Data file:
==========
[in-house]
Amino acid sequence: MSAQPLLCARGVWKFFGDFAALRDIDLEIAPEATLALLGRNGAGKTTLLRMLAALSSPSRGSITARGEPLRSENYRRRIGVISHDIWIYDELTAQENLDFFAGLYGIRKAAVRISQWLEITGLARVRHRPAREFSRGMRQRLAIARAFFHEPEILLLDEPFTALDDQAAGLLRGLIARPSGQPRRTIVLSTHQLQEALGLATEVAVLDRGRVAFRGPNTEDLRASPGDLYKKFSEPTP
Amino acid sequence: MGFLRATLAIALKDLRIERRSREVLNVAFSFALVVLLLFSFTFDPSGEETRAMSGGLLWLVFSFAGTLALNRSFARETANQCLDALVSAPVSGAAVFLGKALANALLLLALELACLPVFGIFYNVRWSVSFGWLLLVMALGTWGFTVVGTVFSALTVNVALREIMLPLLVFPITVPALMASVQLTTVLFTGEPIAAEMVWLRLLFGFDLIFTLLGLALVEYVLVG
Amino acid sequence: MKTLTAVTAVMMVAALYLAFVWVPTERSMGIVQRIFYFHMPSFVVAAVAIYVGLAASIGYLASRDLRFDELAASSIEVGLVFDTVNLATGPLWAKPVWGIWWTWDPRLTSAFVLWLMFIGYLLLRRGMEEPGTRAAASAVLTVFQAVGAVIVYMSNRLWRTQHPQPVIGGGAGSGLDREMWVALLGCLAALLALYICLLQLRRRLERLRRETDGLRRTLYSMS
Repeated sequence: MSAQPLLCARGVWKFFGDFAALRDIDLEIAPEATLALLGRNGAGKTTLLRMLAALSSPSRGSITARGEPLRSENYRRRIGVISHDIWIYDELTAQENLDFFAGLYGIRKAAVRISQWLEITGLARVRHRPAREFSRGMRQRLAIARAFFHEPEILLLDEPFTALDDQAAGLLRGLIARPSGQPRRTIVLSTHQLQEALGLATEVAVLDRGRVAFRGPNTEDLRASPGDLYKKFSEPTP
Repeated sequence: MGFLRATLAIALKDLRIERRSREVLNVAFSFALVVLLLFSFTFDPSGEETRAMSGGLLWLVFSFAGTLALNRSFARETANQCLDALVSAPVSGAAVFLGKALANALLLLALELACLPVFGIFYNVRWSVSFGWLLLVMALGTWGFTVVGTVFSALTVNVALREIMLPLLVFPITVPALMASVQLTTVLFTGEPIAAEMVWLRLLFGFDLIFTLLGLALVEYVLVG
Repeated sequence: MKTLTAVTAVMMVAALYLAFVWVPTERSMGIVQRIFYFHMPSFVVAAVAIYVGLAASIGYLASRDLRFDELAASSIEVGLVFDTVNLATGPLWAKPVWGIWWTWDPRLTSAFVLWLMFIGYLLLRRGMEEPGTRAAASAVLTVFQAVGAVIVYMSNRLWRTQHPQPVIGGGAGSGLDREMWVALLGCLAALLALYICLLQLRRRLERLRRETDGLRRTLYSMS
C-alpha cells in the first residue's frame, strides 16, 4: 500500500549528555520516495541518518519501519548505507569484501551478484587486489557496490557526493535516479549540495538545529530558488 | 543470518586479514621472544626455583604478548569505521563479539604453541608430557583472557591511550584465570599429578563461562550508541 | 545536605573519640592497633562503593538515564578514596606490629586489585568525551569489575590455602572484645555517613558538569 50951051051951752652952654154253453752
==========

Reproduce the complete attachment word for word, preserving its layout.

[in-house]
Amino acid sequence: MSAQPLLCARGVWKFFGDFAALRDIDLEIAPEATLALLGRNGAGKTTLLRMLAALSSPSRGSITARGEPLRSENYRRRIGVISHDIWIYDELTAQENLDFFAGLYGIRKAAVRISQWLEITGLARVRHRPAREFSRGMRQRLAIARAFFHEPEILLLDEPFTALDDQAAGLLRGLIARPSGQPRRTIVLSTHQLQEALGLATEVAVLDRGRVAFRGPNTEDLRASPGDLYKKFSEPTP
Amino acid sequence: MGFLRATLAIALKDLRIERRSREVLNVAFSFALVVLLLFSFTFDPSGEETRAMSGGLLWLVFSFAGTLALNRSFARETANQCLDALVSAPVSGAAVFLGKALANALLLLALELACLPVFGIFYNVRWSVSFGWLLLVMALGTWGFTVVGTVFSALTVNVALREIMLPLLVFPITVPALMASVQLTTVLFTGEPIAAEMVWLRLLFGFDLIFTLLGLALVEYVLVG
Amino acid sequence: MKTLTAVTAVMMVAALYLAFVWVPTERSMGIVQRIFYFHMPSFVVAAVAIYVGLAASIGYLASRDLRFDELAASSIEVGLVFDTVNLATGPLWAKPVWGIWWTWDPRLTSAFVLWLMFIGYLLLRRGMEEPGTRAAASAVLTVFQAVGAVIVYMSNRLWRTQHPQPVIGGGAGSGLDREMWVALLGCLAALLALYICLLQLRRRLERLRRETDGLRRTLYSMS
Repeated sequence: MSAQPLLCARGVWKFFGDFAALRDIDLEIAPEATLALLGRNGAGKTTLLRMLAALSSPSRGSITARGEPLRSENYRRRIGVISHDIWIYDELTAQENLDFFAGLYGIRKAAVRISQWLEITGLARVRHRPAREFSRGMRQRLAIARAFFHEPEILLLDEPFTALDDQAAGLLRGLIARPSGQPRRTIVLSTHQLQEALGLATEVAVLDRGRVAFRGPNTEDLRASPGDLYKKFSEPTP
Repeated sequence: MGFLRATLAIALKDLRIERRSREVLNVAFSFALVVLLLFSFTFDPSGEETRAMSGGLLWLVFSFAGTLALNRSFARETANQCLDALVSAPVSGAAVFLGKALANALLLLALELACLPVFGIFYNVRWSVSFGWLLLVMALGTWGFTVVGTVFSALTVNVALREIMLPLLVFPITVPALMASVQLTTVLFTGEPIAAEMVWLRLLFGFDLIFTLLGLALVEYVLVG
Repeated sequence: MKTLTAVTAVMMVAALYLAFVWVPTERSMGIVQRIFYFHMPSFVVAAVAIYVGLAASIGYLASRDLRFDELAASSIEVGLVFDTVNLATGPLWAKPVWGIWWTWDPRLTSAFVLWLMFIGYLLLRRGMEEPGTRAAASAVLTVFQAVGAVIVYMSNRLWRTQHPQPVIGGGAGSGLDREMWVALLGCLAALLALYICLLQLRRRLERLRRETDGLRRTLYSMS
C-alpha cells in the first residue's frame, strides 16, 4: 500500500549528555520516495541518518519501519548505507569484501551478484587486489557496490557526493535516479549540495538545529530558488 | 543470518586479514621472544626455583604478548569505521563479539604453541608430557583472557591511550584465570599429578563461562550508541 | 545536605573519640592497633562503593538515564578514596606490629586489585568525551569489575590455602572484645555517613558538569 50951051051951752652952654154253453752